years, travelling to Japan (assisting with the design and construction of vehicle seating), you are only guaranteed the best.
His workshop is immaculate, service impeccable and prices outstanding. Most of the trimmings are not locally available,
so the very experienced Mr Vermeulen did not allow that to set him back; he just simply makes his own. I really think that
he should be added to our suppliers list. Finally I will not be restricted to "dry outings”.

Charles Gardiner’s Morris Minor Series E Open Tourer is still at Mike’s place. Charles is busy working on his Pick Up and
yellow 2 door "1000” Minor. Charles sold his 1943 Morris 8, which had been in Mike’s workshop to a museum.

Steve Ely's Minor 1000 Pick-Up was found to be damaged on arrival in Queensland, Australia. Neville Josman reports that the roof
was dented in.

Shawn Spaan recently bought a dark green '58 4-door Minor 1000 from the Millards, a family living at Modderfontein (near Piston Ring).

John Tonkin's Minor "1000” Traveller has been bought by Brian Clark, who lives near Port Elizabeth.

Lawson Flint has recently bought a green 1949 Morris Minor Series MM "lowlight" Tourer which has been totally stripped.
Lawson will be starting a major rebuild soon. When completed, it will make a nice companion to his "Lowlight" saloon. (see photo on front cover)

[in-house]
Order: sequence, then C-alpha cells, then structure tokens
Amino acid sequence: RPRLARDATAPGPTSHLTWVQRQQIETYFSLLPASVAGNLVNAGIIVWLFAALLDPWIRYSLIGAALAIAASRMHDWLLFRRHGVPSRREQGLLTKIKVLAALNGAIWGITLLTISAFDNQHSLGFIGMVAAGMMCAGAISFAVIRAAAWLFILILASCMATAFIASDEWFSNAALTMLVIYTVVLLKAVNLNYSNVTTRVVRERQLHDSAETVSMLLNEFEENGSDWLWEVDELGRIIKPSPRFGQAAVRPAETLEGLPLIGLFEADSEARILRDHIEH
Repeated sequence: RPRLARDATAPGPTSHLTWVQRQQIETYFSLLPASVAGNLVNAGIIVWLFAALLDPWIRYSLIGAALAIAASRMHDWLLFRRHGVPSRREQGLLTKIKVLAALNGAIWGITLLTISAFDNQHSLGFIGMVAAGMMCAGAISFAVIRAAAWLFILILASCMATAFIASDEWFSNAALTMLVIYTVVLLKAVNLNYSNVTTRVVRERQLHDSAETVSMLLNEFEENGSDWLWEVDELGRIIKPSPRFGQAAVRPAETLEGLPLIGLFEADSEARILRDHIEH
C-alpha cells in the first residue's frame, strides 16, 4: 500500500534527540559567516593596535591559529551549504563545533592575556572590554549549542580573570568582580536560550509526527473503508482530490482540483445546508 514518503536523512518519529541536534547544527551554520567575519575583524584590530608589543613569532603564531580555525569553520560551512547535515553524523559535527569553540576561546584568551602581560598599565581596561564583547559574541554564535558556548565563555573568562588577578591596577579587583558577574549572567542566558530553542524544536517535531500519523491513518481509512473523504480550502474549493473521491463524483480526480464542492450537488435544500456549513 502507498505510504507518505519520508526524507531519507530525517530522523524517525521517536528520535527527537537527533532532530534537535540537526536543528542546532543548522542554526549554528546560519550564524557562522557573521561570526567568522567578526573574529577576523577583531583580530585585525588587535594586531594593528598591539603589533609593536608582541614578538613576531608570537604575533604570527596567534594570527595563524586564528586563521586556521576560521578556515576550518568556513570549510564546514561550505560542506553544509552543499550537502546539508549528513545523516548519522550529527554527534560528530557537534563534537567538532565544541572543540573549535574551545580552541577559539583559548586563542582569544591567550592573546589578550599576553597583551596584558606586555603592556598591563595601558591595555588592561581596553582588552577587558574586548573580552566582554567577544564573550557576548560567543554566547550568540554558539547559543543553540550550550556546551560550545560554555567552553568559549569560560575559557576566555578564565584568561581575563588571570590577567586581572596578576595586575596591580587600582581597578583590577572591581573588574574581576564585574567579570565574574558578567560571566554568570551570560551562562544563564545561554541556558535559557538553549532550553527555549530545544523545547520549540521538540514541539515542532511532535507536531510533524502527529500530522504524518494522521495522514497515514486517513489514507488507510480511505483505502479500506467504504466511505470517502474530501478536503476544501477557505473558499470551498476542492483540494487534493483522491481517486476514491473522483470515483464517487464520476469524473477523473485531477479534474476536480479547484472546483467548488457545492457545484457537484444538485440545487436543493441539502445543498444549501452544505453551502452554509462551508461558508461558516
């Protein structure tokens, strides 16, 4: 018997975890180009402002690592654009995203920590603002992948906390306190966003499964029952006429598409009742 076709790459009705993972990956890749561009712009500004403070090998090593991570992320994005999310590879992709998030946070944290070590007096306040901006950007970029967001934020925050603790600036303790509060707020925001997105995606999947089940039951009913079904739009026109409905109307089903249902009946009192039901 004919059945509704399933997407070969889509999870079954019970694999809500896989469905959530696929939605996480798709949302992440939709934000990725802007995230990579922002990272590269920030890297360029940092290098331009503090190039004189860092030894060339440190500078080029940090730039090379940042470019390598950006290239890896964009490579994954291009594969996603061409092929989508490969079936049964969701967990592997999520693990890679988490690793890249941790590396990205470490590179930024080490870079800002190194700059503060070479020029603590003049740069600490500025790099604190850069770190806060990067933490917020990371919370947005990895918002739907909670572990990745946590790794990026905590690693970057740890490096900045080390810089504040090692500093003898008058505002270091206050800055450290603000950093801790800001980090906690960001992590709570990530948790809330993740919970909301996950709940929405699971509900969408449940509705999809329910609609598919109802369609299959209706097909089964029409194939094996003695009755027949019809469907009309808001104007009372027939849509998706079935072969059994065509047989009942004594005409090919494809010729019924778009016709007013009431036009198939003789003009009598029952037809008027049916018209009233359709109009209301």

Alex & Cheryl Berry's 1961 Traveller has been sold to Jan Delport of Cape St Francis. They bought Terence & Noeleen Redmond’s
blue Minor 1000 4-door saloon.

Terence and Noeleen Redmond in turn have bought Paul & Linda Watmough's cream 2-door Minor 1000. Terence is still busy
re-building the stripped Minor 1000 Convertible that he bought from Dave Smith, but it will not be ready in time for this year’s
Nationals at the Goudini Spa.

Bruce & Ruth Cooper were planning to ship their 1957 Minor 1000 4-door saloon to New Zealand. I heard they have now emigrated,
but I'm not 100% sure that their car has left South Africa. Does anyone else know? (Chris Spinks)

Albert van Heerden has bought a 1961 Minor 1000 2 door from Craig Anderson. It has only 48 000 miles recorded and was apparently
off the road for something like 30 years. It was in Craig's family since new. On inspecting the car, it was identified as being a
Blackheath assembled Minor.